|News Media Update||HAWAII||Freedom of Information|
Mayoral advisory committee violates state Sunshine Law
- Hawaii’s Office of Information Practices cited a city advisory committee for conducting voting through e-mail and signing statements of agreement prior to meetings, both in violation of the state Sunshine Law.
Jan. 19, 2004 — An opinion letter from Hawaii’s Office of Information Practices Jan. 13 cited a mayoral advisory committee in Honolulu for two violations of the state’s open meetings laws.
In a letter to committee members Todd Apo and Rep. Cynthia Thielen (R-Kailua), the OIP said the group broke the state open meetings law when members signed a statement prior to a meeting as to how they would vote on an issue. The committee later conducted another vote via e-mail.
The OIP issues opinions on the state’s open government laws but lacks any power to enforce its recommendations.
The 15-person Mayor’s Advisory Committee on Landfill Siting recommended four sites for a proposed landfill, but refused to consider expanding Waimanalo Gulch, a current landfill. According to the OIP’s investigation, some committee members signed a statement of agreement that they would not vote for expanding Waimanalo. That led to the resignation of four committee members, including Thielen.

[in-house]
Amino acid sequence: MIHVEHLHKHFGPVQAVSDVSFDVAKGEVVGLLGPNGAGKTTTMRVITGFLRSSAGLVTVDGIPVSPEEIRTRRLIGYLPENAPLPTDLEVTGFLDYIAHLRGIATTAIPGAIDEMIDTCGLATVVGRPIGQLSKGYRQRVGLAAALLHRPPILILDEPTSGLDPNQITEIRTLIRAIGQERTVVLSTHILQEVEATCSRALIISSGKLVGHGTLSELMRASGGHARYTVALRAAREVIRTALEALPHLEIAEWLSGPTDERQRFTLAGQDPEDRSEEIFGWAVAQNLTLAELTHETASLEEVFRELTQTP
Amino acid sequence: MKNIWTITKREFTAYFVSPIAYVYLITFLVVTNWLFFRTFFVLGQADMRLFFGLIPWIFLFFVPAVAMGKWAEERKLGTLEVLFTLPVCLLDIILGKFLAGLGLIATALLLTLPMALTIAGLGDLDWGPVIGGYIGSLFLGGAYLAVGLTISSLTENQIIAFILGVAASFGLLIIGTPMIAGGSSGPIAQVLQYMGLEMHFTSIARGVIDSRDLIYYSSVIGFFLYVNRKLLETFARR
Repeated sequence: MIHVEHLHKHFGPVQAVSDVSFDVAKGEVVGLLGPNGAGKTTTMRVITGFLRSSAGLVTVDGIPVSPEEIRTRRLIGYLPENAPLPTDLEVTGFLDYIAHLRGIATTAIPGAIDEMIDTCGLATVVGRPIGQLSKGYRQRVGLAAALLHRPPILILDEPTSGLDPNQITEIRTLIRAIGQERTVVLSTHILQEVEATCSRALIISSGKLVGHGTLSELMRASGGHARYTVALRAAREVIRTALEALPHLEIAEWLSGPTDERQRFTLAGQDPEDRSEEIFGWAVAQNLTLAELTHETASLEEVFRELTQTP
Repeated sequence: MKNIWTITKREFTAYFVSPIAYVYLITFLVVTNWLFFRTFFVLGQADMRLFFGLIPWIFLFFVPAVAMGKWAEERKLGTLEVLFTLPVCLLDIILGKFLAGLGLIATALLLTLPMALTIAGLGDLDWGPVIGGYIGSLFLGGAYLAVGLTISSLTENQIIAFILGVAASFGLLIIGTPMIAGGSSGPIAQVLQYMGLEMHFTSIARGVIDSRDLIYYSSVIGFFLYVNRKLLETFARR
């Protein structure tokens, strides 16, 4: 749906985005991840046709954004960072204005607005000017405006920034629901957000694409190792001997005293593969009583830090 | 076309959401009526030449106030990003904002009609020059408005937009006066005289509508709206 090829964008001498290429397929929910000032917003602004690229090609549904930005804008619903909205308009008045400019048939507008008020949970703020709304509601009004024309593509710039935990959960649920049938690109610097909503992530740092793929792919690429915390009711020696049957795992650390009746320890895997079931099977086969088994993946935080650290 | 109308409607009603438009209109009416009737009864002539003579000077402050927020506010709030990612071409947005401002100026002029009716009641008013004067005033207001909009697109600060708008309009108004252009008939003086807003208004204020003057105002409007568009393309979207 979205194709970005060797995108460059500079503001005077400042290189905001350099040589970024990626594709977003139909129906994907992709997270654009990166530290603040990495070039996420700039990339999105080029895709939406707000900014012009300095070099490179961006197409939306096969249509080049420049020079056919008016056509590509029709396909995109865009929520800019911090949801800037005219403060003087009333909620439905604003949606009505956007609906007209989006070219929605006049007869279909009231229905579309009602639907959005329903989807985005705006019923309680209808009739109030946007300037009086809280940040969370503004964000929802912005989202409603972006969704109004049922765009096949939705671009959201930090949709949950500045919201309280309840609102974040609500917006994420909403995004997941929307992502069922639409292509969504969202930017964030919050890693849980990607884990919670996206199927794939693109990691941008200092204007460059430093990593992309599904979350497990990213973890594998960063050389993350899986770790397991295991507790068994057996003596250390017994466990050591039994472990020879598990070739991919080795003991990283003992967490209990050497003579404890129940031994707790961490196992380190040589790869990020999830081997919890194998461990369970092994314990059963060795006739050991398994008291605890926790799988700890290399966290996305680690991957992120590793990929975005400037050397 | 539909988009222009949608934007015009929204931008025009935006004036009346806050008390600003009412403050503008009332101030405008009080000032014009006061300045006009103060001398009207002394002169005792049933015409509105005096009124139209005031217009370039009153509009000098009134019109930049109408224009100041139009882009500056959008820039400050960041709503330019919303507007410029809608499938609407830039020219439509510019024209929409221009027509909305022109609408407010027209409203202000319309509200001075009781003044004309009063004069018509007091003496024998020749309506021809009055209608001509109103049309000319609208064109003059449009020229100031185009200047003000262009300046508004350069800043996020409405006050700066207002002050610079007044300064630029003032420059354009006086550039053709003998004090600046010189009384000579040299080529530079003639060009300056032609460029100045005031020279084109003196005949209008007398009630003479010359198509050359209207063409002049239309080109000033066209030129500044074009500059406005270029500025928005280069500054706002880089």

The e-mail voting violation took place when committee members sought to set a minimum standard of 15 years of use for all landfill sites. The e-mail vote was not in accord with the state Sunshine Law because the statute requires deliberations and decision-making to take place in open meetings.
According to a Jan. 14 story in the Honolulu Star-Bulletin, OIP Director Leslie Kondo called on the committee to conduct an open forum debate as a possible remedy to the violations. He said neither committee members nor city staff who worked with them understood that the Sunshine Law applied to them. The OIP offers Sunshine Law training, but none of the committee members had ever taken part.
(OIP Letter No. 04-01, Jan. 13, 2004) — AB
© 2004 The Reporters Committee for Freedom of the Press